How Liquid Nitrogen is Used in the Medical Industry

Liquid Nitrogen is Used in the Medical Industry

How Liquid Nitrogen is Used in the Medical Industry – The medical industry continues to advance rapidly with increased technological changes. As a result of these innovations, the use of liquid nitrogen, often annotated as ln2, continues to skyrocket in the healthcare sector.

To produce this coolant, nitrogen gas is cooled to a boiling point of -196 degrees Celsius, after which individuals and entities can utilize it for various purposes. Upon cooling, it condenses into a frosty liquid that can freeze anything it comes in contact with, including the skin. Medical professionals have made several
advancements in healthcare delivery owing to this special trait.

Here are a few applications of liquid nitrogen in medicine.


Medical practitioners use liquid nitrogen in biotechnological practices such as selective animal breeding and IVF procedures to preserve gametes, embryos, microorganisms and other cell tissues. The coolant assists in maintaining the cellular functionalities and viabilities of the biological samples after thawing.

Specialists conventionally accomplish this by using controlled-rate freezers that deliver liquid nitrogen into a closed chamber that stores the specimens in cryovials for short or long-term purposes. The process requires close monitoring to reduce the risk of ice crystals forming and dehydration of the living cells.


Liquid nitrogen is also used in hospital procedures for treating patients with various dermatological conditions like warts, verrucas, skin tags and benign skin growths. During the treatment, medics expose the affected skin areas to liquid nitrogen and eventually, after some time lapses, it discolours and falls off. The
process is usually a painless experience for most patients, and it takes a short time, but this depends on the size of the treatment area.

The treatment procedure allows practitioners to provide high-quality services to their clients through non-invasive alternatives. Additionally, it has minimal side effects, and the aftercare process is quite manageable. Patients should expect the treated skin and the area around it to be sore after treatment, although the sensitivity usually goes away in 2 to 4 weeks.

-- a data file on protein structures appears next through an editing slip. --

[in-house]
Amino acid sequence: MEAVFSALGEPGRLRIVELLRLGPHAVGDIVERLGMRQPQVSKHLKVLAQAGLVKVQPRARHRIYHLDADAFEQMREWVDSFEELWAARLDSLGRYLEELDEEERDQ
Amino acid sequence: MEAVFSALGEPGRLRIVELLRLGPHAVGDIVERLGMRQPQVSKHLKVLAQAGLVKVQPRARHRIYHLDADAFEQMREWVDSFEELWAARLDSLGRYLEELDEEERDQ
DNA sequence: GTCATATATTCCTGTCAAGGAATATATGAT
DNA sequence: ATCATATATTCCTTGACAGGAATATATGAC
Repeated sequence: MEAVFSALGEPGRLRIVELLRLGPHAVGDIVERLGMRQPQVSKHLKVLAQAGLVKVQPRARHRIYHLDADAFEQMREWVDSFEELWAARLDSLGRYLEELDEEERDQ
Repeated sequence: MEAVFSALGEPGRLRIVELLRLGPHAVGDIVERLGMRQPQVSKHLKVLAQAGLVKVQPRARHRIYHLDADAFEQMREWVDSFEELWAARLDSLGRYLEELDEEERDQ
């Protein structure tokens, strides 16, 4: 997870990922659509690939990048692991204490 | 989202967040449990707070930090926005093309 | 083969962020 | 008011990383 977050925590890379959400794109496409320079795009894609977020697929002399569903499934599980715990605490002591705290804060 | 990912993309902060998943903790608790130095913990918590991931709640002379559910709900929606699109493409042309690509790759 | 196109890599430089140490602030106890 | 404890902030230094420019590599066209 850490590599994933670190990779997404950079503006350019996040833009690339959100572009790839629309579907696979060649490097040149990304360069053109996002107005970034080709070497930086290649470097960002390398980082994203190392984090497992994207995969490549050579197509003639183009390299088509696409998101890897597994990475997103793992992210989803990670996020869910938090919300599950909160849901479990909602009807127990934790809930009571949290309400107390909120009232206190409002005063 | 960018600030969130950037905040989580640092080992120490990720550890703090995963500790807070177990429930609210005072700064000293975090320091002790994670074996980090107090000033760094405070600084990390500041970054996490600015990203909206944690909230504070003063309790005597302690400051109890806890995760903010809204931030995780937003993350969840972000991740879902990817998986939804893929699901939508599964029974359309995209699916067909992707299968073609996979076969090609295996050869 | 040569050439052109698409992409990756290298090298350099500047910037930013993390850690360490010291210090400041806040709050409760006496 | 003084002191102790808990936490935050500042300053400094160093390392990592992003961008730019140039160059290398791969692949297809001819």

Another area professionals in the medical industry can use the coolant is in the superconductive systems of MRI machines that involve a double cooling system which uses liquid nitrogen as a cryogenic liquid in the first thermos container and liquid helium in the second. The system works by using the two liquid gases as
coolants for the conductors, maintaining them at a temperature of approximately 4.2 Kelvin.

These liquid gas coolants ensure optimal asset performance and longevity by managing the resulting heat deposition from the radio frequency magnets.

Due to its high liquid-to-gas expansion ratio, medics should always be careful when handling liquid nitrogen. It is advisable to wear insulating gloves and appropriate safety gear when dealing with the coolant to reduce the chances of experiencing severe burns from frostbite and asphyxiation from inhaling it.

Additionally, cryopreservation is a high-risk process that requires careful handling to minimize incidences such as the loss of specimens during transport and storage. Because of this, modern age cryostats or dewars are now being developed with numerous content-monitoring functionalities to help mitigate
such expensive risks.

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